As treatments for lung cancer continue to advance, screening higher-risk patients to catch the disease at an earlier stage has become even more crucial.
Lung cancer is the leading cause of all cancer-related deaths in the United States, taking more lives annually than breast, prostate and colorectal cancers combined. Although non-smokers can develop the disease, tobacco use is by far the most common cause.
Unfortunately, many cases of lung cancer are still diagnosed at a later stage. Concerning symptoms include shortness of breath, a chronic cough that lingers beyond a few weeks, chest pain, coughing up blood and unexplained weight loss.
Annual screening with a low-dose CT scan is currently recommended for people ages 50 to 80 who have smoked at least 20 packs of cigarettes a year, particularly if they still smoke or have quit within the past 15 years. The painless test uses a small amount of radiation to visualize lung tissue in greater detail than a regular X-ray can provide.
People who have had heavy exposure to second-hand smoke or who work in certain industrial settings may also be at risk for lung cancer, although they are not formally candidates for screening, says Dr. Jared Kobulnicky, MD, a medical oncologist and hematologist with Virginia Oncology Associates.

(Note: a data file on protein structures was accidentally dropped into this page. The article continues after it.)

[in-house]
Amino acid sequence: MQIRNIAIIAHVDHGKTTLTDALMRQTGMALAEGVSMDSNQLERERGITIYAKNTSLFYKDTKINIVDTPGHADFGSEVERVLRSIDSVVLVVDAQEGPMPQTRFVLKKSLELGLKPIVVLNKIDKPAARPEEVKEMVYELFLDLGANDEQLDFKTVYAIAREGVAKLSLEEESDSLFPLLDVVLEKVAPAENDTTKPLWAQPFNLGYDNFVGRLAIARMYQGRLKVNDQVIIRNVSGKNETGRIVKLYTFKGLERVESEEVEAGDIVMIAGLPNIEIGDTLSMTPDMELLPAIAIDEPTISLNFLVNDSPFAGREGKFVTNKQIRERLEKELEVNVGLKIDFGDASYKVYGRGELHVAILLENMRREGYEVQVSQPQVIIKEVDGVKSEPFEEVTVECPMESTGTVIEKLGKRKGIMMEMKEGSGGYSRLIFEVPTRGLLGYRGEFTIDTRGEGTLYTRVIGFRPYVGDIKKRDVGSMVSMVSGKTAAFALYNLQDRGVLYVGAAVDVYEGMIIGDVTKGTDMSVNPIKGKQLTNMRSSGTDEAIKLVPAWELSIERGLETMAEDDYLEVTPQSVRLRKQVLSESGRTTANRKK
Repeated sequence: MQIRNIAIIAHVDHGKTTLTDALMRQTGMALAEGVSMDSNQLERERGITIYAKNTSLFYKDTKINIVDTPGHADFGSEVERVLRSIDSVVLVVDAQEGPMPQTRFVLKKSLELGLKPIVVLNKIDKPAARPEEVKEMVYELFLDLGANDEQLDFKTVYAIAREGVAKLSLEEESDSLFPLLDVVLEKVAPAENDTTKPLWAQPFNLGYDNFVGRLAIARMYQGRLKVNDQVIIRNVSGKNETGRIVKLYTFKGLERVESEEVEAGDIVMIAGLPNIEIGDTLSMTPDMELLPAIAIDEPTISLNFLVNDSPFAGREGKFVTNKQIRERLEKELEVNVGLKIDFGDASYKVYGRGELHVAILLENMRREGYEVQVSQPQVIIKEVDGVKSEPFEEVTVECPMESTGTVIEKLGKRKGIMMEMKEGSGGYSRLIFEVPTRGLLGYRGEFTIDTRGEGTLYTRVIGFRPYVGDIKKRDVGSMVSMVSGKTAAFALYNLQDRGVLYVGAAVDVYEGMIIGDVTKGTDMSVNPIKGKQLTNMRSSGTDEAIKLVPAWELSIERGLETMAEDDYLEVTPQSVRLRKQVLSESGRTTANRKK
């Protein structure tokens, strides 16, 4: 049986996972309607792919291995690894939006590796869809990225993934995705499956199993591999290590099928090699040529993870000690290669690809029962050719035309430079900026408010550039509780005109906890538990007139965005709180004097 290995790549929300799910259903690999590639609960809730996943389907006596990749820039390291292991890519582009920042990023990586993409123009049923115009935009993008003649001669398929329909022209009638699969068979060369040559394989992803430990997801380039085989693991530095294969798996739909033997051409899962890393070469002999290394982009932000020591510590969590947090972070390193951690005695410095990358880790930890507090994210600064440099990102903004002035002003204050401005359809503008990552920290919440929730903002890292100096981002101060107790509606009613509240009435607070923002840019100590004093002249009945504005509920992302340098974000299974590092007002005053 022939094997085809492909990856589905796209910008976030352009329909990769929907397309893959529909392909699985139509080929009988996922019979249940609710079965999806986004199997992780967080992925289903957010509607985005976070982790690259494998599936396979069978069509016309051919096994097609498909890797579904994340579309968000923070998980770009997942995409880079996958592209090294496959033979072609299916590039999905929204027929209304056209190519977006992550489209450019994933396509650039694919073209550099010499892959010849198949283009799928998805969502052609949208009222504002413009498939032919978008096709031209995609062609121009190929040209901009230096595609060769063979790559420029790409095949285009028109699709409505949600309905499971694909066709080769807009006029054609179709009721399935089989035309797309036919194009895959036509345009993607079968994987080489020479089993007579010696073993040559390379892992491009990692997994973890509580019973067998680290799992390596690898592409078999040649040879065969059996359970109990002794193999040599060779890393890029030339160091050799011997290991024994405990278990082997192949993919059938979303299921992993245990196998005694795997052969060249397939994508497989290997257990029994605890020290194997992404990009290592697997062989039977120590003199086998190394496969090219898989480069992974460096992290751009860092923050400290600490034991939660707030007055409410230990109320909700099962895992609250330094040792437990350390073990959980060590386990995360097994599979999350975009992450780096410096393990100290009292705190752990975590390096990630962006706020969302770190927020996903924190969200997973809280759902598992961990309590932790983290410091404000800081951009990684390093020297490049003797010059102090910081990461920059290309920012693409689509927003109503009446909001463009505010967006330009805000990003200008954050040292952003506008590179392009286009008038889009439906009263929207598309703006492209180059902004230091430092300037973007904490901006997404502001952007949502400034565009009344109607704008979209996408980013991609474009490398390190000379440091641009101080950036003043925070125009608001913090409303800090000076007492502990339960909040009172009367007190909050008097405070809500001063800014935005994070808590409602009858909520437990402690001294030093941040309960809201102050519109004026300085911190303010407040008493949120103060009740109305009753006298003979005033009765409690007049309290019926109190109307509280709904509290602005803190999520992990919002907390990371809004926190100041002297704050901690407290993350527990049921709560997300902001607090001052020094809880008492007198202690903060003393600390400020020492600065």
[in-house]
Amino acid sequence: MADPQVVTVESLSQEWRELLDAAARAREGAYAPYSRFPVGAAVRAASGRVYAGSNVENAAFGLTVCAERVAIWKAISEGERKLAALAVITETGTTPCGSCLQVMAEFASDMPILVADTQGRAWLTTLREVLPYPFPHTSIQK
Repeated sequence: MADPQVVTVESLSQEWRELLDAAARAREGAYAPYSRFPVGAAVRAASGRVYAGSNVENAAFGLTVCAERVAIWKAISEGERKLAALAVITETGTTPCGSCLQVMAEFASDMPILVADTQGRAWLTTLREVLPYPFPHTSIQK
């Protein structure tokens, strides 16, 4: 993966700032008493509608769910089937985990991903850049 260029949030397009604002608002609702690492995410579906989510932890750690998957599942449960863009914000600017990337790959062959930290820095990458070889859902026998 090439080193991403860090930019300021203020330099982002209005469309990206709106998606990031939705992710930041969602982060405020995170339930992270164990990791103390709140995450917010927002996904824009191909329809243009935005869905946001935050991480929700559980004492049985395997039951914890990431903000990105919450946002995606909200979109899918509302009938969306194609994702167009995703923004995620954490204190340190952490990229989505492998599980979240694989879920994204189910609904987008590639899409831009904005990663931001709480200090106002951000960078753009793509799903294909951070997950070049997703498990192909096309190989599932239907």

“It’s a very important discussion to have with your primary care physician,” Dr. Kobulnicky notes. “Treatment options have improved tremendously for all stages of lung cancer, so we’d really like to increase the utilization of this effective screening tool.”
Along with surgery and radiation, most patients can benefit from newer immunotherapy and/or targeted therapies. These intravenous or oral medications aim to train a patient’s immune system to attack cancer cells or themselves work to destroy specific genes and proteins that fuel tumor growth.
“We’re able to help many more patients than we could in the past, and that progress is only going to continue in the future,” Dr. Kobulnicky says. “We have a huge opportunity to save more lives.”
As for longtime tobacco smokers who may feel it’s too late to reduce their risk of lung cancer, research has shown that quitting at any point can help. And while more studies need to be done on vaping, a habit that has exploded in younger populations, physicians suspect that also will prove to be a risk factor.
Written by Alison Johnson while interviewing Dr. Jared Kobulnicky, a medical oncologist and hematologist with Virginia Oncology Associates. Dr. Kobulnicky sees patients at VOA’s Hampton and Newport News offices.
For more information, go to VirginiaCancer.com.
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